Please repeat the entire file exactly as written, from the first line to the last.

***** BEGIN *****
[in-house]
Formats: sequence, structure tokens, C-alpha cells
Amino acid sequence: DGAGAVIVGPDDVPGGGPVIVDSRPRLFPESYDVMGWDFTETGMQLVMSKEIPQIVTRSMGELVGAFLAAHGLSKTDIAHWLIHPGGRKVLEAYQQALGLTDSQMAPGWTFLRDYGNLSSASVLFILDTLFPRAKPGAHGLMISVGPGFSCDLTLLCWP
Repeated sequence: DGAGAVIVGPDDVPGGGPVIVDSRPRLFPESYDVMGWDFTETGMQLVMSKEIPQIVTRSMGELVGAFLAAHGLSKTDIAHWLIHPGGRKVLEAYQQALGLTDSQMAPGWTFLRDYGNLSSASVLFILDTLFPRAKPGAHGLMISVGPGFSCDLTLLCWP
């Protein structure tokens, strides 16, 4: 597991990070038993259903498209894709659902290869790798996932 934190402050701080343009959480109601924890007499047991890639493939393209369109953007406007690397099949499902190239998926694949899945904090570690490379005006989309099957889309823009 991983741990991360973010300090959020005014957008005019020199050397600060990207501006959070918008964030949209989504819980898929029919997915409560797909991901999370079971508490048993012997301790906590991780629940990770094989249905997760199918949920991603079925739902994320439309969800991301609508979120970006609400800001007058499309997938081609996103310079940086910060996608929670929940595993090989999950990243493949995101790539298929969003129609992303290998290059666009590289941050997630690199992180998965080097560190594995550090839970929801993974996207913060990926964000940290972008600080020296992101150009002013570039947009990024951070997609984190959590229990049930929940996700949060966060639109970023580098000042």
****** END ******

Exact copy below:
[in-house]
Formats: sequence, structure tokens, C-alpha cells
Amino acid sequence: DGAGAVIVGPDDVPGGGPVIVDSRPRLFPESYDVMGWDFTETGMQLVMSKEIPQIVTRSMGELVGAFLAAHGLSKTDIAHWLIHPGGRKVLEAYQQALGLTDSQMAPGWTFLRDYGNLSSASVLFILDTLFPRAKPGAHGLMISVGPGFSCDLTLLCWP
Repeated sequence: DGAGAVIVGPDDVPGGGPVIVDSRPRLFPESYDVMGWDFTETGMQLVMSKEIPQIVTRSMGELVGAFLAAHGLSKTDIAHWLIHPGGRKVLEAYQQALGLTDSQMAPGWTFLRDYGNLSSASVLFILDTLFPRAKPGAHGLMISVGPGFSCDLTLLCWP
């Protein structure tokens, strides 16, 4: 597991990070038993259903498209894709659902290869790798996932 934190402050701080343009959480109601924890007499047991890639493939393209369109953007406007690397099949499902190239998926694949899945904090570690490379005006989309099957889309823009 991983741990991360973010300090959020005014957008005019020199050397600060990207501006959070918008964030949209989504819980898929029919997915409560797909991901999370079971508490048993012997301790906590991780629940990770094989249905997760199918949920991603079925739902994320439309969800991301609508979120970006609400800001007058499309997938081609996103310079940086910060996608929670929940595993090989999950990243493949995101790539298929969003129609992303290998290059666009590289941050997630690199992180998965080097560190594995550090839970929801993974996207913060990926964000940290972008600080020296992101150009002013570039947009990024951070997609984190959590229990049930929940996700949060966060639109970023580098000042």